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Prevent Losing Entire Project To Malware

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So I was working on a game for several months and it got encrypted by some ransomware named Cryptoware. I have a separate computer I use for my game programming, so I thought my computer was safe, but that turned out to not be the case. Any advice on what I should do in the future to prevent such catastrophes? I am a solo game developer so I don't have much of a budget, but would like to know what the options are. 

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Do you have a good, name brand antivirus program?

 

Getting the subscription to this is worth the money. My Norton has alerted me to viruses before.

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Sorry for the loss.

 

It is strongly encouraged to always make backups; version control software is also worth checking into (we use BitBucket with Mercurial) and is the recommended suggestion for software projects.

 

This is a good reminder to everyone - if you have not made any backups yet, do it now.

 

I suggest MalwareBytes AntiMaware; its free (although there is a paid pro version) and can both remove it and can potentially aid in preventing it. Please reference this post regarding Crypto Locker and how to remove it if not already done so (note however that your documents cannot be uncovered unfortunately.) Alternatively the Norton anti-malware suite is also really good although a bit expensive.

 

This one might also be useful to try. Particularly the section about recovering files from shadow copies if system restore is enabled. However I cannot guarantee it will work.

Edited by Crypter

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You should be using a version control system on a remote server (e.g. github)
This.

 

I use Bitbucket with Mercurial. But there are plenty options (Github, SourceForge, Bitbucket, etc). Find one that works nicely integrated into your IDE of choice and off you go.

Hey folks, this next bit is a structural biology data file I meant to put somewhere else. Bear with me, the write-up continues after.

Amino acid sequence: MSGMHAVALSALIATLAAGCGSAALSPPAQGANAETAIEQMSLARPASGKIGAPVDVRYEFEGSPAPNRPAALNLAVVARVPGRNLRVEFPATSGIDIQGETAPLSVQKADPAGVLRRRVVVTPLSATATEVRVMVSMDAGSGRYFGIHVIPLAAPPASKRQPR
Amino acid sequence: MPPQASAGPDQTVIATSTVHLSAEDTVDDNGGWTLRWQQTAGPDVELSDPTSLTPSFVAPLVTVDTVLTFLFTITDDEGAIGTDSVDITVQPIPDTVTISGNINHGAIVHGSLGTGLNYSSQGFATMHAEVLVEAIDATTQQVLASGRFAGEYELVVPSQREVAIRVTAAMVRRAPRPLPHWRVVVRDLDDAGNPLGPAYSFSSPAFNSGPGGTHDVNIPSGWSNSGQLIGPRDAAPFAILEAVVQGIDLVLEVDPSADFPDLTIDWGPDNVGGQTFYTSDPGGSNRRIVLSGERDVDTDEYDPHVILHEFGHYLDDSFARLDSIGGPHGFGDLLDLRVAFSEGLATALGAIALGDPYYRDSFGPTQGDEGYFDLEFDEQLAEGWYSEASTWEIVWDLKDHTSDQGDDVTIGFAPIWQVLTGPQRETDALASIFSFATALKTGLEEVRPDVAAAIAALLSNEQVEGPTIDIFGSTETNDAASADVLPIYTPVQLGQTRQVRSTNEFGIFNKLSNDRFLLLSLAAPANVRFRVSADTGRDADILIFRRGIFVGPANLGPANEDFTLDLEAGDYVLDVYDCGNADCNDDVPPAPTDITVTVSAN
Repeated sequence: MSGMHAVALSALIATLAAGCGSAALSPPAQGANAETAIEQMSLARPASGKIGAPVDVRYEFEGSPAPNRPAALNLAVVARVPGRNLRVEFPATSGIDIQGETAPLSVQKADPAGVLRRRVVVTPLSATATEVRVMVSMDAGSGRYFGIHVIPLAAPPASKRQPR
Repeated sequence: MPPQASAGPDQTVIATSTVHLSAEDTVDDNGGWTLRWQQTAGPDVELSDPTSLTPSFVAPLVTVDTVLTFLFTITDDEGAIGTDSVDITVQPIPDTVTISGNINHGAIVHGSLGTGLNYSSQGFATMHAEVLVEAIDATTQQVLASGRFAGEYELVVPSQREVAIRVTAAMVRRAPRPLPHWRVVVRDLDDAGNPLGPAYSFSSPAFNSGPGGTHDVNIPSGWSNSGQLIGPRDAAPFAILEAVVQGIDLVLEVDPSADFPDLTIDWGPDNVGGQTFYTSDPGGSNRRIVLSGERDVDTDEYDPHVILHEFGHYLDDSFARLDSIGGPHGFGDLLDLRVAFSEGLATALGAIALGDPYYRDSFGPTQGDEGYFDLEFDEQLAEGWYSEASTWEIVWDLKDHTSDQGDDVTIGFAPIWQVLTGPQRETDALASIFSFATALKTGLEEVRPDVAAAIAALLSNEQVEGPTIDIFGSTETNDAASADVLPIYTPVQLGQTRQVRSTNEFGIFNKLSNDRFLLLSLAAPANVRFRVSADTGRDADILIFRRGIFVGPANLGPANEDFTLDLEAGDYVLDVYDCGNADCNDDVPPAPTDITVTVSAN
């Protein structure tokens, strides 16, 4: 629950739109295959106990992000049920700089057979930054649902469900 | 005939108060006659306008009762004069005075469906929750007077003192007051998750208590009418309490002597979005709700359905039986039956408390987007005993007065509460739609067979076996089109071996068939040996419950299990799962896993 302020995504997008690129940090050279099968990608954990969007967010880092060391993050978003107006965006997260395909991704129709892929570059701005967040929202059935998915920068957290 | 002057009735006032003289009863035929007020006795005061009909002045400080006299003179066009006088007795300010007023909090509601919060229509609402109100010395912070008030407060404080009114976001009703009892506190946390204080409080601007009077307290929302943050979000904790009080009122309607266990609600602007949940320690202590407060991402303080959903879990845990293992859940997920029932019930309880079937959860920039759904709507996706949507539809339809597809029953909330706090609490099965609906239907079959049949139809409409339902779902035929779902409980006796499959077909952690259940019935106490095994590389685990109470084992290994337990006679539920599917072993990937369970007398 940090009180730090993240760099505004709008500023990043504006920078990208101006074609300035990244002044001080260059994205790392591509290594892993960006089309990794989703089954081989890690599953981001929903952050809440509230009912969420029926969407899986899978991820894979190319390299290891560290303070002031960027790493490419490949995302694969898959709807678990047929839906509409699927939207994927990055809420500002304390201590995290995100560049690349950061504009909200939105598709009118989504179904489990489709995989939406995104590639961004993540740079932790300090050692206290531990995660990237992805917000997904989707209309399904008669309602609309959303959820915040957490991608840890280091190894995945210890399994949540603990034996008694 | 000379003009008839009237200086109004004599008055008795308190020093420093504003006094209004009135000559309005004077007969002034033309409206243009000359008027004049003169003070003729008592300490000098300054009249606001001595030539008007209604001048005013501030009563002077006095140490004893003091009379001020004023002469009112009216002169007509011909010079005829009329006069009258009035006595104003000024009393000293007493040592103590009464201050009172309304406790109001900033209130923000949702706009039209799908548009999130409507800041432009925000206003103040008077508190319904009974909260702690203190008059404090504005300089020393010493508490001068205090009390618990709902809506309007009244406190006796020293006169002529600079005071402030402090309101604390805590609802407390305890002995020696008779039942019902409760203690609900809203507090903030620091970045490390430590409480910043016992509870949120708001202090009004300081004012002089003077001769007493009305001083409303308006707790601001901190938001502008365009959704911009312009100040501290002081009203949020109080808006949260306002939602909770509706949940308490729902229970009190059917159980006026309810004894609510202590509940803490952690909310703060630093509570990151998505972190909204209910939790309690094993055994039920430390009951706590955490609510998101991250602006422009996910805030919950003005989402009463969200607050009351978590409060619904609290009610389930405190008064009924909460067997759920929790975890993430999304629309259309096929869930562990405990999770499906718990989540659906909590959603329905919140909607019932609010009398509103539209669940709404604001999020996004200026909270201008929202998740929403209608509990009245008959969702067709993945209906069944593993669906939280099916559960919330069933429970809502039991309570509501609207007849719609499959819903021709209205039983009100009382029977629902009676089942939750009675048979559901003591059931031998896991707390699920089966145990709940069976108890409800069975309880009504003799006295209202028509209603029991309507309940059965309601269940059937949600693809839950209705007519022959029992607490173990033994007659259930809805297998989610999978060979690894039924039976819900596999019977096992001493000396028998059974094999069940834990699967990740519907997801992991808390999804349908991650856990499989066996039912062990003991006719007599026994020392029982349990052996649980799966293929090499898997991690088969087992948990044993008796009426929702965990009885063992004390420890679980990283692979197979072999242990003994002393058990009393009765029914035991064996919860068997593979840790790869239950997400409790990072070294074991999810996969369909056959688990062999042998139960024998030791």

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For the future, as several people have stated, source code control is a must. And it'll help prevent all kinds of other issues, like accidentally breaking your game and forgetting which change introduced the bug.

 

The easiest way to get started, if you are on Windows, is to download SourceTree and set up a remote repository on GitHub or BitBucket. All of which are free. 

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sad. If it's a recent Cryptoware version, your resources are indeed forfeit.

 

Take a good firewall and learn how to use it  (comodo is free and has no glaring flaws I could bypass with 10 lines of code, contrary to Norton and too many)

Keep your OS up to date

Remove JAVA from your browser (and ideally flash)

Don't download crap over the internet and stop visiting weird websites

 

Anti virus are mostly useless against new / recent threats, even old ones when they went through some kind of encryption i wont bother to explain in details, let's just say it gets encrypted using genetic methods until it can't be detected by AV anymore (all of that perfectly automated in the delivery server).

 

Also, backups and remote repository as said by the others.

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Any advice on what I should do in the future to prevent such catastrophes?

 

Any idea how you got the virus in the first place? Would be good to know so I can avoid doing the same thing (assuming it wasn't some silly way that you should have know better of course smile.png)

 

Yes re backups. I would have thought HDD failure was a more likely occurrance than a serious virus assult on a modern OS and all the protection software in the world won't help you if your disk goes bye bye.

Edited by Aardvajk

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Run an up-to-date OS (Windows XP, Vista, 7 and 8.0 do not count). Make sure Window's Defender is active and updated. Make sure your firewall is active. Use Chrome or FireFox with AdBlock installed, and make sure plugins like Java and Flash are running on a whitelist model (i.e. approve manually for each site, rather than blacklisting specific sites).

 

I have never, ever had a virus or malware problem on a personal computer (though to be fair, I spend more of my time on Mac or Linux than I do on Windows). It's mostly a matter of not taking silly risks, and BACKING UP *all* your data.

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